Fidelity: Fiscal Cliff Should Be a Non-Event for Dividend Stocks
- Joshua M Brown
- September 19th, 2012
We get asked about the fiscal cliff’s potential impact on the dividend-centric model portfolios we run almost every day. As a refresher – If nothing is done and the Bush tax cuts sunset, dividend income will begin to be taxed at ordinary income again as opposed to the 15% rate we currently enjoy. The fear is, if dividend stocks lose this advantage, they will be sold off come January. I highly doubt it, but this is the argument we’re hearing.
Now of course, we’re concerned, but we still don’t know what will happen with policy so we’re making no adjustments at the moment.
Fidelity Investments has a great explainer as to why the whole thing could be a non-event for dividend stocks (although the wrangling itself could have an impact on the markets in general if it’s acrimonious like last summer). The experts at Fido have gone back and looked at the impact of previous tax policy changes and have not detected much influence on share prices. They also note that the majority of dividend income goes to high earners anyway (56% to those in the top tax bracket) and that even among these high earners the percentage of dividend income of their total tax bill is something miniscule like 3%. And also, a lot of dividend paying stocks are held in tax free or tax advantaged accounts anyway, which nullifies the issue anyway.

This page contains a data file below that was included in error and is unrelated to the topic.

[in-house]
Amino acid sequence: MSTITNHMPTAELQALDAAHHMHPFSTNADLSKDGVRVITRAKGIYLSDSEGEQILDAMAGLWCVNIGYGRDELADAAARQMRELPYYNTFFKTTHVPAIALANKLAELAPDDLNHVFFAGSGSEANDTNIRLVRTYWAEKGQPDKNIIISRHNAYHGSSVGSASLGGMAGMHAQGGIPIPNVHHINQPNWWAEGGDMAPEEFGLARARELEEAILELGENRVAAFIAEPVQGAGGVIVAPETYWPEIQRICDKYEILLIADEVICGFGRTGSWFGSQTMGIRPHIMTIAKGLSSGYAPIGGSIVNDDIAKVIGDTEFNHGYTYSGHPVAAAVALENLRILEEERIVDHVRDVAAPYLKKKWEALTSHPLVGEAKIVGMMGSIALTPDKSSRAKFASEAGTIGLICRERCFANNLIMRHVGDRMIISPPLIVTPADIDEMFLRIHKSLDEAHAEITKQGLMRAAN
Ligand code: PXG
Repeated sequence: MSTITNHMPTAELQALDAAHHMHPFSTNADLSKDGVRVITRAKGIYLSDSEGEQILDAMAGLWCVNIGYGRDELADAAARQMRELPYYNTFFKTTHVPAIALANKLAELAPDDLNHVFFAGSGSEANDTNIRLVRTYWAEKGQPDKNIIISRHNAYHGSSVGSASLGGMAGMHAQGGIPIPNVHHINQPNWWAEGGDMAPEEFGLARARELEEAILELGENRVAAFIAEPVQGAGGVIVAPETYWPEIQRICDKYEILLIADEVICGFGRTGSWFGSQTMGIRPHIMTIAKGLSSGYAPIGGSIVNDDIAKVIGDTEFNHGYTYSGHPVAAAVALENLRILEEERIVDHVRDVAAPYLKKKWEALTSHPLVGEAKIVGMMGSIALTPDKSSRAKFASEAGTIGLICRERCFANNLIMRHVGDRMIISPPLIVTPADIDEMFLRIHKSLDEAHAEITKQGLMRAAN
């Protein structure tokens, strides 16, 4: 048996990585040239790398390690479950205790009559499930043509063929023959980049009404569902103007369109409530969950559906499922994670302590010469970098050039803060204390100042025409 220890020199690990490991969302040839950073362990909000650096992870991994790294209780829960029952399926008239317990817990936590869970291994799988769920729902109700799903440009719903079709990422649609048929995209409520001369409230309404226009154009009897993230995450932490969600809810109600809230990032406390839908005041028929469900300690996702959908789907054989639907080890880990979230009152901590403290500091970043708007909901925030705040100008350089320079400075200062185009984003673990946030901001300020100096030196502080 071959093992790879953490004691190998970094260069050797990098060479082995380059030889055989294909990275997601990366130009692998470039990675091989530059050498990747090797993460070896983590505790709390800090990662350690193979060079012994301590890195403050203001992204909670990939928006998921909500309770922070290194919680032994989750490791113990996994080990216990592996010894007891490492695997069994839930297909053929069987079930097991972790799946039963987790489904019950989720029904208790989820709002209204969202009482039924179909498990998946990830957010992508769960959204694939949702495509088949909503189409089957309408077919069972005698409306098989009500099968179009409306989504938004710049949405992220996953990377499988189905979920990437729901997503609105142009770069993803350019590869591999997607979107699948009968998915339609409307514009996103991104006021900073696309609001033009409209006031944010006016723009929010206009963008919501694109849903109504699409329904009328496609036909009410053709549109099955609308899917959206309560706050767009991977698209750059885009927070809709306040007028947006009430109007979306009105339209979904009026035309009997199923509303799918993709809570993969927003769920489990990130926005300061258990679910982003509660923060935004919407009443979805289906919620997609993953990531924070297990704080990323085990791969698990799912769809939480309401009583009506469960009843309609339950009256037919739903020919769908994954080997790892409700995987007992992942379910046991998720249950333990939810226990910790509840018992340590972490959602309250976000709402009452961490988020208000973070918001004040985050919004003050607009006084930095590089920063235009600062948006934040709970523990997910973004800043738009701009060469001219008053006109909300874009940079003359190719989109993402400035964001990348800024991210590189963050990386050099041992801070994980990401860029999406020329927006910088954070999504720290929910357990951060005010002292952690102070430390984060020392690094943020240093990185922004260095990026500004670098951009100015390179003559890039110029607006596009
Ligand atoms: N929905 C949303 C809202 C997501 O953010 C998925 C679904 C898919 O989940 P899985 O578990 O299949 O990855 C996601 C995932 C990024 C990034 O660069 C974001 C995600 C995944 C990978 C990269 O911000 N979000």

I’ve got their charts below to illustrate that these fears are probably overblown:
Tax cuts didn’t impact performance
If tax cuts drove performance, you might expect to see top dividend producers outperforming stocks that offered less yield when tax rates fell in 2003. As you can see, actual performance didn’t follow that pattern.
Past performance is not a guarantee of future results. Congress passed the Bush tax cuts on 5/23/2003. Chart divides the S&P 500 stocks into quintiles by dividend yield on 5/23/2003 and shows the relative total return to the overall index. Relative total return is calculated by taking the absolute total return and subtracting the equal-weighted-average absolute total return for the period
2010 Tax Status of U.S equity holdings
Source: Credit Suisse HOLT.
Investors have continued to investing in income-oriented fundsIncome vs. Domestic Equity Fund Organic Growth, Trailing 12 months
Source: Strategic Insight, Feb. 1194-July 2012
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The Reformed Broker is a blog about financial markets and the economy. Joshua Brown is a New York City-based investment advisor for high net worth individuals, charitable foundations, retirement plans and corporations... More.